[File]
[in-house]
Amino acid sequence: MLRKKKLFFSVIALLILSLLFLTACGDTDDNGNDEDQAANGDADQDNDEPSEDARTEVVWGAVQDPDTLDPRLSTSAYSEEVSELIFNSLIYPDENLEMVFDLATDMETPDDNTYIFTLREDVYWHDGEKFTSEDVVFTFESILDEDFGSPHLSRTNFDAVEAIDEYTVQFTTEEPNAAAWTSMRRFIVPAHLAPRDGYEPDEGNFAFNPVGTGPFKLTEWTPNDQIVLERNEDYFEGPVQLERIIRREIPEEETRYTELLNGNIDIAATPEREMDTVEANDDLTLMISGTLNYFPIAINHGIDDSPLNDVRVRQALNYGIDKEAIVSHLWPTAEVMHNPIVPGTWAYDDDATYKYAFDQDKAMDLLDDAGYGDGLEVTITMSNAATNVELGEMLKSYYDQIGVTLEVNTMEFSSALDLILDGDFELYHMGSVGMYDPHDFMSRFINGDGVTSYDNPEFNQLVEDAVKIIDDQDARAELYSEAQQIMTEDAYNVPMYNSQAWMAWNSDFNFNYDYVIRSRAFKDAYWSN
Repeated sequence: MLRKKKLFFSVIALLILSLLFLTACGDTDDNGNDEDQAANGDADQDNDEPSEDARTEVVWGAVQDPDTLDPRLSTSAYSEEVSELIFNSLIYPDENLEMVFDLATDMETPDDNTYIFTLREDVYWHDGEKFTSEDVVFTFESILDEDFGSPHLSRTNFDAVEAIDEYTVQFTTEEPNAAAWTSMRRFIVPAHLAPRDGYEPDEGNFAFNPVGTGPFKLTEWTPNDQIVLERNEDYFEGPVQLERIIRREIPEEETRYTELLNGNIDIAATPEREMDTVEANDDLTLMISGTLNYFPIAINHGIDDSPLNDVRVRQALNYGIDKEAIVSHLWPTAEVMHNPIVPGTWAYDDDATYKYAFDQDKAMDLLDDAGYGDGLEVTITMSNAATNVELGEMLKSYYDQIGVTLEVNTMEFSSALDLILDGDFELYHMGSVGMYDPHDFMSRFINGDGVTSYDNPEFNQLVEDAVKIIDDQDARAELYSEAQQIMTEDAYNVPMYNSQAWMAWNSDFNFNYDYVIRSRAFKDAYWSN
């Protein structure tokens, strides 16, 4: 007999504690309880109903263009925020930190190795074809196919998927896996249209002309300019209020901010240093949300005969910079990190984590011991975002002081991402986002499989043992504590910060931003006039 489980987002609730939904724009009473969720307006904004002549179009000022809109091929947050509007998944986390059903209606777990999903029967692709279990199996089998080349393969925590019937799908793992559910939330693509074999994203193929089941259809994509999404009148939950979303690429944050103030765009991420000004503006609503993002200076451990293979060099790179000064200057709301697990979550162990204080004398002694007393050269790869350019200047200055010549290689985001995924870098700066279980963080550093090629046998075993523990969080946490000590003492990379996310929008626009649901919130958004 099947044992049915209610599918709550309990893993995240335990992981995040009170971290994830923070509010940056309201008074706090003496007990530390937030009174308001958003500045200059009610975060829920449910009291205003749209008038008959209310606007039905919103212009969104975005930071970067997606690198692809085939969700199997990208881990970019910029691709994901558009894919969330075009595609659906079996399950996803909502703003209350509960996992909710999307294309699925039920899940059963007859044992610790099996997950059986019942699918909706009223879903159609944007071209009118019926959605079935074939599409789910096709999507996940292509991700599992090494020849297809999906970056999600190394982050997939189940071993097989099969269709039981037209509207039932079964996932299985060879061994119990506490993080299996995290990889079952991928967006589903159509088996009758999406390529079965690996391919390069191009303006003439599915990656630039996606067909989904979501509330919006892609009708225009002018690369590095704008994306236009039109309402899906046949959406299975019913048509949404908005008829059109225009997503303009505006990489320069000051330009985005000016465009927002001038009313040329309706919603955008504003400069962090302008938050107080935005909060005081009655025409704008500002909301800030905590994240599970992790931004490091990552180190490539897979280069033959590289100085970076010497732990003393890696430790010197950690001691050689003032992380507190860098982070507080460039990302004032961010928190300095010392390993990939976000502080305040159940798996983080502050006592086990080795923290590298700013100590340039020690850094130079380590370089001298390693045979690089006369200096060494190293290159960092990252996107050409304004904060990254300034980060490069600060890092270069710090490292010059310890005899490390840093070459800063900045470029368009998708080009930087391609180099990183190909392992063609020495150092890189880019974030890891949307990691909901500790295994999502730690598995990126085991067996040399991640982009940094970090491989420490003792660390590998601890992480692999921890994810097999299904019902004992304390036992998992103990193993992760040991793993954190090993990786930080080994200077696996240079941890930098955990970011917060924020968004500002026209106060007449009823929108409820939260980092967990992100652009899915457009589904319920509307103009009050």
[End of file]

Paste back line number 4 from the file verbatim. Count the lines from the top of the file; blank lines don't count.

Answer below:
């Protein structure tokens, strides 16, 4: 007999504690309880109903263009925020930190190795074809196919998927896996249209002309300019209020901010240093949300005969910079990190984590011991975002002081991402986002499989043992504590910060931003006039 489980987002609730939904724009009473969720307006904004002549179009000022809109091929947050509007998944986390059903209606777990999903029967692709279990199996089998080349393969925590019937799908793992559910939330693509074999994203193929089941259809994509999404009148939950979303690429944050103030765009991420000004503006609503993002200076451990293979060099790179000064200057709301697990979550162990204080004398002694007393050269790869350019200047200055010549290689985001995924870098700066279980963080550093090629046998075993523990969080946490000590003492990379996310929008626009649901919130958004 099947044992049915209610599918709550309990893993995240335990992981995040009170971290994830923070509010940056309201008074706090003496007990530390937030009174308001958003500045200059009610975060829920449910009291205003749209008038008959209310606007039905919103212009969104975005930071970067997606690198692809085939969700199997990208881990970019910029691709994901558009894919969330075009595609659906079996399950996803909502703003209350509960996992909710999307294309699925039920899940059963007859044992610790099996997950059986019942699918909706009223879903159609944007071209009118019926959605079935074939599409789910096709999507996940292509991700599992090494020849297809999906970056999600190394982050997939189940071993097989099969269709039981037209509207039932079964996932299985060879061994119990506490993080299996995290990889079952991928967006589903159509088996009758999406390529079965690996391919390069191009303006003439599915990656630039996606067909989904979501509330919006892609009708225009002018690369590095704008994306236009039109309402899906046949959406299975019913048509949404908005008829059109225009997503303009505006990489320069000051330009985005000016465009927002001038009313040329309706919603955008504003400069962090302008938050107080935005909060005081009655025409704008500002909301800030905590994240599970992790931004490091990552180190490539897979280069033959590289100085970076010497732990003393890696430790010197950690001691050689003032992380507190860098982070507080460039990302004032961010928190300095010392390993990939976000502080305040159940798996983080502050006592086990080795923290590298700013100590340039020690850094130079380590370089001298390693045979690089006369200096060494190293290159960092990252996107050409304004904060990254300034980060490069600060890092270069710090490292010059310890005899490390840093070459800063900045470029368009998708080009930087391609180099990183190909392992063609020495150092890189880019974030890891949307990691909901500790295994999502730690598995990126085991067996040399991640982009940094970090491989420490003792660390590998601890992480692999921890994810097999299904019902004992304390036992998992103990193993992760040991793993954190090993990786930080080994200077696996240079941890930098955990970011917060924020968004500002026209106060007449009823929108409820939260980092967990992100652009899915457009589904319920509307103009009050």